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home > Towns & Villages > About Didcot > About Blewbury



About Blewbury


A village of timber framed buildings at the north edge of the Berkshire Downs, Blewbury has existed for well over 1000 years. Located 14 miles South of Oxford it has a Saxon stone church with a peal of eight bells repaired and re-hung for the millennium.

In 634 AD St Birinus preached Christianity from a round barrow in Blewbury, known as Churn Knob. His success in converting the pagan tribes resulted in permission to set up an abbey in Dorchester-on-Thames, celebrated annually with a pilgrimage from Churn Knob to Dorchester.

A number of springs arise at the foot of the chalk downs here, feeding a small lake where watercress was once commercially produced. The streams pass through the older part of the village passing attractive timber framed buildings, green open spaces and a network of footpaths, some of which are bordered by thatched cob walls. The streams feed the Mill Brook which carries water to the river Thames at Wallingford.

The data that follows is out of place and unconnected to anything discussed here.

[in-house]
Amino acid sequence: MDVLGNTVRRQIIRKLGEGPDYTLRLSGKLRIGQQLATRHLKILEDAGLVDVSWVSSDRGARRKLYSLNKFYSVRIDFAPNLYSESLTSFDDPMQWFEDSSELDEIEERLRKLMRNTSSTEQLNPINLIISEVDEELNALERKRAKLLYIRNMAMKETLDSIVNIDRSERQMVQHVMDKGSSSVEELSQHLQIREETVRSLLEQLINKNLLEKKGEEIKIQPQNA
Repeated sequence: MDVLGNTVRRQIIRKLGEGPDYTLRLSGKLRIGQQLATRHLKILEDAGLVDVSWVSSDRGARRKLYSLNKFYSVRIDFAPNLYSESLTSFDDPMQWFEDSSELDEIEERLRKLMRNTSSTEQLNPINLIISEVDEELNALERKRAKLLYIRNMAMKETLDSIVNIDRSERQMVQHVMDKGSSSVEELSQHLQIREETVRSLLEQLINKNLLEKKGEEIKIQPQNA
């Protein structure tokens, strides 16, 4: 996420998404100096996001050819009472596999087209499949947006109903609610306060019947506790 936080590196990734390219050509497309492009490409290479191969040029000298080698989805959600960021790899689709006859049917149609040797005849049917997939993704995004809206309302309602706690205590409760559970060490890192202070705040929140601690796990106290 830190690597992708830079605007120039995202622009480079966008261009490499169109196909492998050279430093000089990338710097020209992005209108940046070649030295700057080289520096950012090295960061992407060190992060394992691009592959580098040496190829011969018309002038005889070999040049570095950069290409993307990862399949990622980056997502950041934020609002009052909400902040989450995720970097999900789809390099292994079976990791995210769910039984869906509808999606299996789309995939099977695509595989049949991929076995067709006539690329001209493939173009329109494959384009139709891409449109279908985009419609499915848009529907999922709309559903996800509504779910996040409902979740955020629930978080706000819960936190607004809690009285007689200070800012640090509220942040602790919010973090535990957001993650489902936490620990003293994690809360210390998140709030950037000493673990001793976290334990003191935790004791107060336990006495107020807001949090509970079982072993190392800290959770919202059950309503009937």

The village has a remarkable theatrical tradition. There is an open air theatre holding 250 in the grounds of Orchard Dene house, where very high quality productions are put on each summer. These involve amateur actors and back stage workers under professional direction. Similar quality is in evidence in other theatrical events put on in the Village Hall. The spoof "Blewbury Operas" is just one example.


Claim to fame:

  • Blewbury Mill on Mill Brook is where blotting paper was discovered.
  • Blewbury residents have included artist John Revel, illustrator Trissy Webster and the writers Kenneth Grahame and Marguerite Steen. 

 



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